Friday, August 27, 2010

Mexican Immigration: The False Dilemma Fallacy

Feed the myth, baby.
The logical fallacy of false dilemma (also called false dichotomy, the either-or fallacy) involves a situation in which only two alternatives are considered, when in fact there are other options. Failing to consider a range of options and the tendency to think in extremes, called black-and-white thinking, is a form of the false dilemma fallacy.

I often read the Mexico enablers justify the 800,000 Mexicans illegally crossing the US border each year, rationalizing this with a statement such as, "well it is either they stay in Mexico and starve, or risk their lives crossing the border." This is the false dilemma fallacy. Those are not the only two alternatives. Let me deconstruct this.

First, we have to consider that people are not really starving in Mexico. Mexico is not a poor country. While it is poorer than the US, it still ranks in the top third of all countries on the planet for income. The per capita income in the US in 2009 was $46,381, ranking it 6th in the world. The per capita income for Mexico was $14,336, ranking it 53rd. In fact, Mexico and Argentina are essentially tied as the two richest countries in all of Latin America.

Do you need more proof that Mexicans are not starving? Mexico has now surpassed the US as having the largest number of overweight adults in the world. It is so bad, that recently Mexican President Felipe Calderón has started a national program on reducing what he called an epidemic of obesity. "Obesity and excess weight are one of the biggest health challenges that Mexico is facing today," said President Felipe Calderón as he introduced the national public-private plan to improve eating habits, mainly among children.

About 70 percent of Mexican adults are now overweight, according to government estimates. That is more than three times the number 30 years ago. About one-third of the country's schoolchildren are overweight. Based on estimates, more than 200,000 Mexicans die each year due to weight-related illnesses, especially diabetes.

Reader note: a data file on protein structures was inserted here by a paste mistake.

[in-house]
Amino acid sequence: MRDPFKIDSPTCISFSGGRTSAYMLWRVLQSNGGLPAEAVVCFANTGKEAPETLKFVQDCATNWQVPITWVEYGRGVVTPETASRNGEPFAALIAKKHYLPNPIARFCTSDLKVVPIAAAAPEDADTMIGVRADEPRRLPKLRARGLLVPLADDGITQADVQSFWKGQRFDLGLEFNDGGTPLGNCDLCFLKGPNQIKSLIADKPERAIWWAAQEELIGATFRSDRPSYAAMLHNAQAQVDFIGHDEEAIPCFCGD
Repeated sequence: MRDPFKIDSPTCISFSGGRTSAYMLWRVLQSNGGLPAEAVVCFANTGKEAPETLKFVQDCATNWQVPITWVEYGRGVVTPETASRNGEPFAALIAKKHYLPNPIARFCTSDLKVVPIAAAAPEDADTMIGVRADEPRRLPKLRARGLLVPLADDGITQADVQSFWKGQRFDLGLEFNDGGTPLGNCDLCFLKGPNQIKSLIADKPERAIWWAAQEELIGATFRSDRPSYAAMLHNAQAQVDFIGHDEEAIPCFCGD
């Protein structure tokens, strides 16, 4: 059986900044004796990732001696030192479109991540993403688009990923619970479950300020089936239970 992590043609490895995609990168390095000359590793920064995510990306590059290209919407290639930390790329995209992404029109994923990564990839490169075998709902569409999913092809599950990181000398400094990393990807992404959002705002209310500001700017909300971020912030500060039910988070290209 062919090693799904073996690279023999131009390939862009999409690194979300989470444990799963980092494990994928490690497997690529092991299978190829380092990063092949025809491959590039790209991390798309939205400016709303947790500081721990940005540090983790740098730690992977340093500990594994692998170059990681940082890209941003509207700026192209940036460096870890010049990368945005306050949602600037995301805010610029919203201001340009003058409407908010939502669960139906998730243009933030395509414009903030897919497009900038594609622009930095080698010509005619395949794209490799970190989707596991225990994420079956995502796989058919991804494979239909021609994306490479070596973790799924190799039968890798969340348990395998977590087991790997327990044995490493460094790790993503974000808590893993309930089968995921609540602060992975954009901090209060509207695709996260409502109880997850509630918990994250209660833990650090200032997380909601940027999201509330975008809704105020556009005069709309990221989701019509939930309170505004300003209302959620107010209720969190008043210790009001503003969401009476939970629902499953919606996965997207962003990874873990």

Let's look at some dollars and cents numbers. The Mexican government maintains price controls on basic food items, like beans and tortillas. Beans cost about 14 pesos per kilogram in Mexico. That works out to $1.12 per kilogram. The minimum wage in Mexico is $4.50 per day, mas o menos. So a Mexican worker earning only the minimum wage makes enough each day to purchase 4 kilograms of beans. 4 kilograms of beans have 6,039 calories. The average adult needs 2,000 calories per day. That means one Mexican earning the minimum wage makes enough to feed 3 adults. While there are living costs other than just food, the important point is that there is no calorie shortage in Mexico. In fact, Mexicans are the most overweight on the planet. Since they are not starving, the "starve or migrate" dilemma is totally false.

On January 9, 2006, at a press conference in Los Pinos (the Mexican White House), Fox administration spokesman Ruben Aguilar was asked about emigration. Here is part of what he said:

In some cases it [emigration] has to do with real problems of poverty, and in others it answers to other types of personal interest. Statistics reveal that a very, very high number of the persons who emigrate to the United Status had work in Mexico. They don’t emigrate to get a job, but they emigrate for another series of conditions also of a cultural character, because they hope for a better condition of life despite the fact that they had work here. They aren’t going because they don’t have work in Mexico.

The Pew Hispanic Center issued a report in December, 2005 which stated:

The vast majority of undocumented migrants from Mexico were gainfully employed before they left for the United States. The failure to find work at home does not seem to be the primary reason that the estimated 6.3 million undocumented migrants from Mexico have come to the U.S.
Mexicans migrate illegally northward for the money. They can make more money and improve their living conditions much faster in the US. While there are no starving masses in Mexico, there is also little opportunity to advance. That is a result of Mexico's corrupt, indolent and crony capitalistic system.